For better and for worse, the films of Gus Van Sant are a novelty. With little consistency to his style, rarely can you predict the path he’ll take next; despite enthralling both audiences and the Academy with Good Will Hunting in 1997, he seemingly went out of his way to enrage them with a shot-for-shot, colour remake of Hitchcock’s seminal Psycho the following year. Nevertheless, the director’s willingness to experiment ensures his films are always worth a watch, and while that can still be said for Promised Land, his latest collaboration with co-writer and star Matt Damon (Good Will Hunting), it can only be said halfheartedly.
Promised Land tells the quiet tale of Steve Butler (Matt Damon), a salesman for a natural gas company hoping to get permission to drill in a small rural town, hit by hard times. At first, Steve and his partner (Frances McDormand) find the majority of residents salivating at the proposed financial opportunities, but with the arrival of a pesky environmentalist (John Krasinski), the community quickly changes their tune and begin reaching for their pitchforks.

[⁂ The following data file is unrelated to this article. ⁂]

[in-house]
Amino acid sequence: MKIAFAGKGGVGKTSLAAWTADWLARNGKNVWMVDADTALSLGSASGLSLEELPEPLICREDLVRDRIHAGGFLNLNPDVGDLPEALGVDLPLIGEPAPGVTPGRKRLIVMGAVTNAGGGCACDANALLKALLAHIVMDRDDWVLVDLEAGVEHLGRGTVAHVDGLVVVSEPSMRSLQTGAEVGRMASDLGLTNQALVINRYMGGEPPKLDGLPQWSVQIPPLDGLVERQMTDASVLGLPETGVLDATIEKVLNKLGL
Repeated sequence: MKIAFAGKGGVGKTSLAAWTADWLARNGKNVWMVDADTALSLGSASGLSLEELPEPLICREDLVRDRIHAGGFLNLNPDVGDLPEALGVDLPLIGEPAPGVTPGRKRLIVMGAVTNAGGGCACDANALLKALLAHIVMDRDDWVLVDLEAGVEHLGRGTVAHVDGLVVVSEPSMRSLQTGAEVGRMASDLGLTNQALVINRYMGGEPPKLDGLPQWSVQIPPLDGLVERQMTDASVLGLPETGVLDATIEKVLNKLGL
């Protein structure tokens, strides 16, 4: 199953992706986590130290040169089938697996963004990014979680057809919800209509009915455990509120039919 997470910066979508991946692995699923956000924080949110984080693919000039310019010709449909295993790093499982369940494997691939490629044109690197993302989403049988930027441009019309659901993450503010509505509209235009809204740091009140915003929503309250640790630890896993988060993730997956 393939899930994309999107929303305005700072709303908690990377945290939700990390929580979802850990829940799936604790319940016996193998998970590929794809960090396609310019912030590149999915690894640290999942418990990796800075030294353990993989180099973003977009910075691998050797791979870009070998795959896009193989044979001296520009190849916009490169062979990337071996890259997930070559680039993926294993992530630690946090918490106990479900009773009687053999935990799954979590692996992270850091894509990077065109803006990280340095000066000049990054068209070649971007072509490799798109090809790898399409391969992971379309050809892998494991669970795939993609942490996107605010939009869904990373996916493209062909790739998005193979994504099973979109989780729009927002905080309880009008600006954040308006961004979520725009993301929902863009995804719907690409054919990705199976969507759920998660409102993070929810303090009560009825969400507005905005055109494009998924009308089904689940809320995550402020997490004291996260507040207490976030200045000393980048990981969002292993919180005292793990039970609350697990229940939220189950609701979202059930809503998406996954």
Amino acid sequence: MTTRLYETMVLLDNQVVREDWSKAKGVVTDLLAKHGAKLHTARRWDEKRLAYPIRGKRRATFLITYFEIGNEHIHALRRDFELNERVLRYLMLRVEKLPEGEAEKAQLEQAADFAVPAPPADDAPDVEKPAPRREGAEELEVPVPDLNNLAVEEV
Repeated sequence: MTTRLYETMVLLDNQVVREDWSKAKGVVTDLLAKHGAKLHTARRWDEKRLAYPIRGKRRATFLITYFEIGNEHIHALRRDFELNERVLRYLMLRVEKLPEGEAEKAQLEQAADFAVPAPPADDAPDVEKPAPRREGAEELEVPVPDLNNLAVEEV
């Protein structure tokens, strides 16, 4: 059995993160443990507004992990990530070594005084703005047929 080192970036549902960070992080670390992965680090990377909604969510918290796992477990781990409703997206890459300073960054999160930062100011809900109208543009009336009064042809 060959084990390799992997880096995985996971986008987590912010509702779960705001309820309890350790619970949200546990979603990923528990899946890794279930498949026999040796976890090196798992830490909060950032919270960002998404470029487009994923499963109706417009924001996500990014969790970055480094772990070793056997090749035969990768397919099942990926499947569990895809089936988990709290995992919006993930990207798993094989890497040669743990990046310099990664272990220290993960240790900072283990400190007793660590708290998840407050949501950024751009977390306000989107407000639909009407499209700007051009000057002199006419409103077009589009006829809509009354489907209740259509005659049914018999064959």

This movie has been branded by many as “The Fracking Movie”. Fracking is slang for hydraulic fracturing: a controversial way of getting oil and gas out of the earth due to its tendency to contaminate the area’s ground water. Understandably, Promised Land delves through subject matter steeped in what could almost appear to be a political statement, and many will look at it that way. But there’s more depth to be found in the performances and characters than there are the politics, and despite a few incredulous moments, Promised Land does well to retain its authenticity, in no small part due to the intelligent dialogue and Matt Damon’s excellent performance. With endearing everyman naivety, Damon explores the moral minefield of desperately trying to do what’s right, in the face of being employed to do what’s wrong.
Where the film does fumble, however, is the plot. While Damon and Krasinski have penned likable, real characters, the story surrounding them is only sporadically compelling. The emotion is there, but aside from the occasional standout moment — such as one blistering confrontation in a bar — Promised Land’s earnest and contrived plotting doesn’t elicit much more than mild intrigue.
These problems, however inhibiting, are somewhat mitigated by Van Sant’s careful direction and Damon’s standout performance, making for a watchable yet forgettable drama. Here’s hoping, for his next outing, Van Sant dares to be different once again, stirring the pot with something less afraid to offend. Perhaps a shot-for-shot, 3D remake of Citizen Kane would do the trick?